Meditations (Web)Church

A year (and a bit) in the life of NewSpring's first Web pastor

You don’t have Christian community? Sucks to be you …

with 8 comments

I was going to call this post Et Tu Anne Jackson?.

You see, I’m worried about the trend of Christian technocrati who are slowly getting over the techno-hysteria of early social media adoption and are willing to commit the heresy of ‘fessing up to the fact that … shock … real, face-to-face community is better. And social media saturation can be damaging to your health.

We’ve had a blogatical. Social networking fasts like Anne’s. And any number of confessions from B-list bloggers like me who, at varying points on their journeys, find that trying to maintain a social media “brand” on several platforms takes the kind of determined emotional, creative and intellectual effort few of us can muster without damaging other, more important parts of our lives.

So why am i bothered?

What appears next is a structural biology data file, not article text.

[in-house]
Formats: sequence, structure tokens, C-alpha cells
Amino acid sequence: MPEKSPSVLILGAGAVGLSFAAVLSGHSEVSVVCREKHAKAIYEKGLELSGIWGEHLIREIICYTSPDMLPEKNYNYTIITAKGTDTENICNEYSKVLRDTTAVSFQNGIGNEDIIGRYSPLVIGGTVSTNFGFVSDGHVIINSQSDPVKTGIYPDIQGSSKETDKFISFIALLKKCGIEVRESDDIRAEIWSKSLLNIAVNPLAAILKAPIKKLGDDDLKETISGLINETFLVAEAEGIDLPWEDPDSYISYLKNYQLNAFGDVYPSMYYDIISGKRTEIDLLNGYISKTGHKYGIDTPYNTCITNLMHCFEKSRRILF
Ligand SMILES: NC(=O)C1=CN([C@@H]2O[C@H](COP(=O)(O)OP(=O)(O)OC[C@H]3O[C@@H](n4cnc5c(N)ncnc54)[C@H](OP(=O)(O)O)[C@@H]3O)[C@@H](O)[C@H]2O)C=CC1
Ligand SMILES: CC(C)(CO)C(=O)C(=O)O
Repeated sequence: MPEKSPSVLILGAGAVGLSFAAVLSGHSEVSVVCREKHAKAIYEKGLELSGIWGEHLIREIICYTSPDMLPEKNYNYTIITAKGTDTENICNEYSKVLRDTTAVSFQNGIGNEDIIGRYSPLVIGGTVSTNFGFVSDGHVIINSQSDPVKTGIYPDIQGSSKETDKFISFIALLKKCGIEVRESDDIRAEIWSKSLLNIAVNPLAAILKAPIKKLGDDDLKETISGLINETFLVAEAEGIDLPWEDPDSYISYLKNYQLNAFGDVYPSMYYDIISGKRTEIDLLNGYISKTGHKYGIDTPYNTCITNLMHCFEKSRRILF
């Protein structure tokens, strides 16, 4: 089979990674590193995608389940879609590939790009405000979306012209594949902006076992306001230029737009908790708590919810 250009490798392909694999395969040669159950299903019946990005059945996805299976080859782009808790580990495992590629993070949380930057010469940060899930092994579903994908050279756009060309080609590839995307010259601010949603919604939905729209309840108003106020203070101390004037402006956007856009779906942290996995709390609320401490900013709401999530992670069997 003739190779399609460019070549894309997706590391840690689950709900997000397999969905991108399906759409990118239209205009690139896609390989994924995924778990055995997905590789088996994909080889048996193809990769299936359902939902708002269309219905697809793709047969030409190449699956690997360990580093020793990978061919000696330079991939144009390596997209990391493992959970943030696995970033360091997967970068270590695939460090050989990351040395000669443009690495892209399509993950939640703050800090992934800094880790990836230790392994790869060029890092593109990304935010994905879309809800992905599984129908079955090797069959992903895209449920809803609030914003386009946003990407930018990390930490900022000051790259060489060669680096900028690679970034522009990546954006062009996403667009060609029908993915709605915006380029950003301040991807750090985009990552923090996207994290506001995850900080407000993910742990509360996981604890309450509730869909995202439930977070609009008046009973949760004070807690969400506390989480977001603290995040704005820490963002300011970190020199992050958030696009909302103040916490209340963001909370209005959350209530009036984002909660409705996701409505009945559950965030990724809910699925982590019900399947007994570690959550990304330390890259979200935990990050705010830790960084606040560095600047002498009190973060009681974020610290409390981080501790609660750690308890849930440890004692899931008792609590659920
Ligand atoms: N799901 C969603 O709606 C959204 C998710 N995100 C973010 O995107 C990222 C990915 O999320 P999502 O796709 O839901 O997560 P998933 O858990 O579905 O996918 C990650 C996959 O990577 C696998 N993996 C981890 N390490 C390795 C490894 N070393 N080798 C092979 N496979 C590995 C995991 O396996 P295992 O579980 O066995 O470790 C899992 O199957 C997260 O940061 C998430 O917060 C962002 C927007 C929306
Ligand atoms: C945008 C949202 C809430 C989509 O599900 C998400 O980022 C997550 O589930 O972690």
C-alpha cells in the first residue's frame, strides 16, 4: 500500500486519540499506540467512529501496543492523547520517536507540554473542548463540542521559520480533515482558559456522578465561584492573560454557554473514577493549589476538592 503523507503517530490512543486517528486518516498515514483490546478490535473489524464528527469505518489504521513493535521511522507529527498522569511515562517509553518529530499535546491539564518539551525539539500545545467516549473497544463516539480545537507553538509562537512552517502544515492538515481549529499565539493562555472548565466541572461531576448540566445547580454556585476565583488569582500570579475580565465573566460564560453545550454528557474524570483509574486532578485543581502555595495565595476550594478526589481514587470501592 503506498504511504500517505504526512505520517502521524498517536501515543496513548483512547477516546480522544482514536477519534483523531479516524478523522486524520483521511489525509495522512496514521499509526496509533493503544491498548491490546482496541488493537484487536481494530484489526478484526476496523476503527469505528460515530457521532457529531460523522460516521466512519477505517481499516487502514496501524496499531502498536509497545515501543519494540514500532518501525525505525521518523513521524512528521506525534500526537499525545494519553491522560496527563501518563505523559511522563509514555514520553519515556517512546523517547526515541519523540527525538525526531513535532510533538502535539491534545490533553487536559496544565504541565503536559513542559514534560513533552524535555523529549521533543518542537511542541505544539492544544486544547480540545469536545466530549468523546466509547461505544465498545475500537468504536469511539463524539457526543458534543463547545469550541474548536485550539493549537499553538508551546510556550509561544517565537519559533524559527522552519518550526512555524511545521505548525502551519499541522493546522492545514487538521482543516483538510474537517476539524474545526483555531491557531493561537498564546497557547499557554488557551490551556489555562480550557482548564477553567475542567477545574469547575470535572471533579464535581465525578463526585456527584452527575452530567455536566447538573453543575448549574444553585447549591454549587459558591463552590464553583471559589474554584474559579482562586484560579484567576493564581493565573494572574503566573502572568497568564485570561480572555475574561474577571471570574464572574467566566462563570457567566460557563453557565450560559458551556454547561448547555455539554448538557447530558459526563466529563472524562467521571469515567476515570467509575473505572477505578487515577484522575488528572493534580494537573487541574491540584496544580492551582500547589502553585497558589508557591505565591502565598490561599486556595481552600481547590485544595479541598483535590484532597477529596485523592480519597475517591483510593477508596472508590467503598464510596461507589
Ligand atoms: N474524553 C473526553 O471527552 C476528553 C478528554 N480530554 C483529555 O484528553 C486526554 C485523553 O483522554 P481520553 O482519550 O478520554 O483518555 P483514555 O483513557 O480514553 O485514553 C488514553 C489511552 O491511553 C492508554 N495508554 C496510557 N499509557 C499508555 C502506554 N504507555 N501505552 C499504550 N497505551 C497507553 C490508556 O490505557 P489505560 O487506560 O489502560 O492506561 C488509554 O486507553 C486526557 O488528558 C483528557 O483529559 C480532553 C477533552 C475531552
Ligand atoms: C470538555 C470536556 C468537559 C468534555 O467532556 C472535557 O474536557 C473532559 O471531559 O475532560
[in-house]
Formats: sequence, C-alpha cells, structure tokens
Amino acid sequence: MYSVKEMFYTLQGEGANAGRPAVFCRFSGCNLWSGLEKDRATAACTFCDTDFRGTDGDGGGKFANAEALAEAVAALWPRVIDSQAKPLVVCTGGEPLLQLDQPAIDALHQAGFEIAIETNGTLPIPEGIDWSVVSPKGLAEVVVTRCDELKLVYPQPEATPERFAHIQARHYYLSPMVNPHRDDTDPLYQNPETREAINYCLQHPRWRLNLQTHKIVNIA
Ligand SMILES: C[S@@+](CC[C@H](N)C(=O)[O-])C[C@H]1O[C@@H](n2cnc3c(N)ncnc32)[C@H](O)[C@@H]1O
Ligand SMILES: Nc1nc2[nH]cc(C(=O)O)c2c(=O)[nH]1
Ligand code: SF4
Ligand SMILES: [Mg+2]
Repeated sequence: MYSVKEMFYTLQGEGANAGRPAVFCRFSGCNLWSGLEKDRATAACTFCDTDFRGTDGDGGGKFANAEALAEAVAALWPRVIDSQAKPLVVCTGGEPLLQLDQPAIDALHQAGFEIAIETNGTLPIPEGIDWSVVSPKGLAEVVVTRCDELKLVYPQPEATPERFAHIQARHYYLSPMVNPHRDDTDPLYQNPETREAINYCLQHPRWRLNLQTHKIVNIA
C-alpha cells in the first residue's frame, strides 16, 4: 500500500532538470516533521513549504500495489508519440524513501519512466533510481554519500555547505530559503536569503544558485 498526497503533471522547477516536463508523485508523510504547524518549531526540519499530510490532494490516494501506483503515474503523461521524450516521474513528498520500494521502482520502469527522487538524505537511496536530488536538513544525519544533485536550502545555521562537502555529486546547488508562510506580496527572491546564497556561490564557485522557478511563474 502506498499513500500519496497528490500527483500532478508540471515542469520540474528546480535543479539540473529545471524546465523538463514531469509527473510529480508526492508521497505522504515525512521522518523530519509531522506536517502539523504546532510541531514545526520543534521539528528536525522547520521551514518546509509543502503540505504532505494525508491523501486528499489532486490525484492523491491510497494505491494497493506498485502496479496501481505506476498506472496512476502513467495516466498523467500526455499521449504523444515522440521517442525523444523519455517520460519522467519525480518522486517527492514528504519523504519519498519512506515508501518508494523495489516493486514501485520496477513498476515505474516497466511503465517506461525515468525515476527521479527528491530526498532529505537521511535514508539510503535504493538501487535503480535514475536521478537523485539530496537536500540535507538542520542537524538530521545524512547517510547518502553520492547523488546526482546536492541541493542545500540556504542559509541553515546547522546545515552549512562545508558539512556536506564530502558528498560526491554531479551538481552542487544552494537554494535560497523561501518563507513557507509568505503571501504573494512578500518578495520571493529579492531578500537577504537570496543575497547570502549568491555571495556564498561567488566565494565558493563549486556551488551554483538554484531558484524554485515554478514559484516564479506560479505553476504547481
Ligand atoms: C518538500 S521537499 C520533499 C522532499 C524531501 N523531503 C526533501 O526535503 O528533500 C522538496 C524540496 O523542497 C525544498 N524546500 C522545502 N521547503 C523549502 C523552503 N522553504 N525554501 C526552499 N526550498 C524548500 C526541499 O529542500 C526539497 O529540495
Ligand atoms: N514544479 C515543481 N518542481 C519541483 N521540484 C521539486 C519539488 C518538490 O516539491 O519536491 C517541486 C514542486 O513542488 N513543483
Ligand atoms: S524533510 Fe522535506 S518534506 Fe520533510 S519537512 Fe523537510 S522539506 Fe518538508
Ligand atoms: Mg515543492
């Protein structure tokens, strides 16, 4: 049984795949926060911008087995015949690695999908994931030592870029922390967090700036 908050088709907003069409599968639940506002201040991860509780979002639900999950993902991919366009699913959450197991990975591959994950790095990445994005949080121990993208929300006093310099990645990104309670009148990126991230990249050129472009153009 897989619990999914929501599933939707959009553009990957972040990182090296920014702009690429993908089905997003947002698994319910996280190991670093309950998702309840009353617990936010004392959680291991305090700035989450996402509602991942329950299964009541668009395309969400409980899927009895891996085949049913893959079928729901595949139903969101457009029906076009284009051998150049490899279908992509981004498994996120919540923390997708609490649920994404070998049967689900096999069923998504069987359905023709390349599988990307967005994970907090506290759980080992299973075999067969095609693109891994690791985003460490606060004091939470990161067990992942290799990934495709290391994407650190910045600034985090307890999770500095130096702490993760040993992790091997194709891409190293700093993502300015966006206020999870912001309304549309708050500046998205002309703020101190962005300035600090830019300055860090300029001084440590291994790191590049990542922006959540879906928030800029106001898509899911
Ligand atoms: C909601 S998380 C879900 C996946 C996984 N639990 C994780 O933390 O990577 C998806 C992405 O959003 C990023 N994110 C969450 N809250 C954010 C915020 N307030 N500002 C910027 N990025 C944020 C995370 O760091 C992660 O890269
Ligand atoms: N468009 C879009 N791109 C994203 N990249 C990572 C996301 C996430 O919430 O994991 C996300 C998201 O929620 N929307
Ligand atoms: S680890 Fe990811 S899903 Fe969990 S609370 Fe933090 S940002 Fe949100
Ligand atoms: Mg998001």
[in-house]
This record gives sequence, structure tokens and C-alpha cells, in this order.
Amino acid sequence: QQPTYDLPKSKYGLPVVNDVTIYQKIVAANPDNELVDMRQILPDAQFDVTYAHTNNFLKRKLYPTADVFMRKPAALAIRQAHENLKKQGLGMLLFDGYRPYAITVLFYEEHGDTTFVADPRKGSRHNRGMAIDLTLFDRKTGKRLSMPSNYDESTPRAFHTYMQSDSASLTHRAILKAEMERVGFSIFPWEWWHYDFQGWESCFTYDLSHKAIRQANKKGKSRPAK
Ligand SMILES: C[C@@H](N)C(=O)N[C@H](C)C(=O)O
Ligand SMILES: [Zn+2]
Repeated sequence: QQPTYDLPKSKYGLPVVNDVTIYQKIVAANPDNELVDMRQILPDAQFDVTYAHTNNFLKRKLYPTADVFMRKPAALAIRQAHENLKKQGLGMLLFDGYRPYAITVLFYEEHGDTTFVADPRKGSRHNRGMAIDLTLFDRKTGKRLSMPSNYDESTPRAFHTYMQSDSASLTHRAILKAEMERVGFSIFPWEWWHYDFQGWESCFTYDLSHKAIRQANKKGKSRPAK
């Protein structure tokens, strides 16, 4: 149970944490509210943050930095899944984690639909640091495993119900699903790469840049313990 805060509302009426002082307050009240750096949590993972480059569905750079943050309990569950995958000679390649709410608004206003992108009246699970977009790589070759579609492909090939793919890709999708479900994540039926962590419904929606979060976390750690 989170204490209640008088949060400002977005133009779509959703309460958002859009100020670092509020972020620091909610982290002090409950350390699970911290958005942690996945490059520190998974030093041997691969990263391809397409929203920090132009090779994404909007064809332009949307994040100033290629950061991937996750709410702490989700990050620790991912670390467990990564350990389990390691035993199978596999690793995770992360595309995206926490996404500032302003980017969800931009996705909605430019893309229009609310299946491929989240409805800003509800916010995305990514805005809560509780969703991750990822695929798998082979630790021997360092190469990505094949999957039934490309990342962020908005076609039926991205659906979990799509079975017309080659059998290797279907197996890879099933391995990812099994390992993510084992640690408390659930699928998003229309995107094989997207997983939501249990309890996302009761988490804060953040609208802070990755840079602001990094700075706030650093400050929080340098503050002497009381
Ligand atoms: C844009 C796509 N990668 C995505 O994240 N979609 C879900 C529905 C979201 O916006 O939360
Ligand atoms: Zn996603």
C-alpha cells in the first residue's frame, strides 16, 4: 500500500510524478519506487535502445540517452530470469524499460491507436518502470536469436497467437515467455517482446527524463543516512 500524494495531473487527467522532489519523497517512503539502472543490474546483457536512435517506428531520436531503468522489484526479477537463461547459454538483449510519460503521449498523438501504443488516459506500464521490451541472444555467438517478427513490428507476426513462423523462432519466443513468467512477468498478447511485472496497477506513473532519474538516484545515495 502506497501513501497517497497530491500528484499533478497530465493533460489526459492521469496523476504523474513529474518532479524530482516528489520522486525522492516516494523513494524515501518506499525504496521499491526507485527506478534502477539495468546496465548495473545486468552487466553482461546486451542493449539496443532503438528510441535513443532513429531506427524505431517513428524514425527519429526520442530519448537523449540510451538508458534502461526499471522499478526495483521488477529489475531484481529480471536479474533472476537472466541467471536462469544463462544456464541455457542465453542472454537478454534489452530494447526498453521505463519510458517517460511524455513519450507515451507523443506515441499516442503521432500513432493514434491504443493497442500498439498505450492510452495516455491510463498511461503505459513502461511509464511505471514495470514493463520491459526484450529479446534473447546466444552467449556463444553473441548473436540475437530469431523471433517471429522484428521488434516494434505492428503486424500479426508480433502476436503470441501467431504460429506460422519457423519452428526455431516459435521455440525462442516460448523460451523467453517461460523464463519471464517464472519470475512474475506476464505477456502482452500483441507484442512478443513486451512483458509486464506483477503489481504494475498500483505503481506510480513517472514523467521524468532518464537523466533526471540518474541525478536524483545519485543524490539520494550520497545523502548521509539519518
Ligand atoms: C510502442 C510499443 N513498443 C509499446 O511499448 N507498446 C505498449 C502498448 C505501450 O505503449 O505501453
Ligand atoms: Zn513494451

Because many of us will — and maybe should — retrench to more modest social media exposure and more humble social media expectations.

So why am I bothered?

Because that means we might not get the opportunity to push through the pain barrier to discover how Christians can successfully develop a community praxis in the online world. And we’re not going to learn that from how people network about their favorite shows on Hulu. We’re going to learn that from trying to plant churches, faith communities, there.

One of the things that I think we, the evangelical techno elite in the North American church, keep fatally forgetting is that we are totally surrounded by Christians and Christ-friendly if not Christ-affirming values. The magnitude and the richness of our real-world Christian community is rarely available to anyone else in the world.

As a pastor of what is already, after three weeks! a global community of believers, I have already had my heart broken by the reality that your faith, your ability to live it out and your capacity to survive the lies, deceptions and temptations of the enemy, is tied to having a supportive Christian community around you.

And how many places in techno-advanced Western Europe, let alone the rest of the world, have large concentrations of committed, faithful, theologically orthodox believers?

Not many.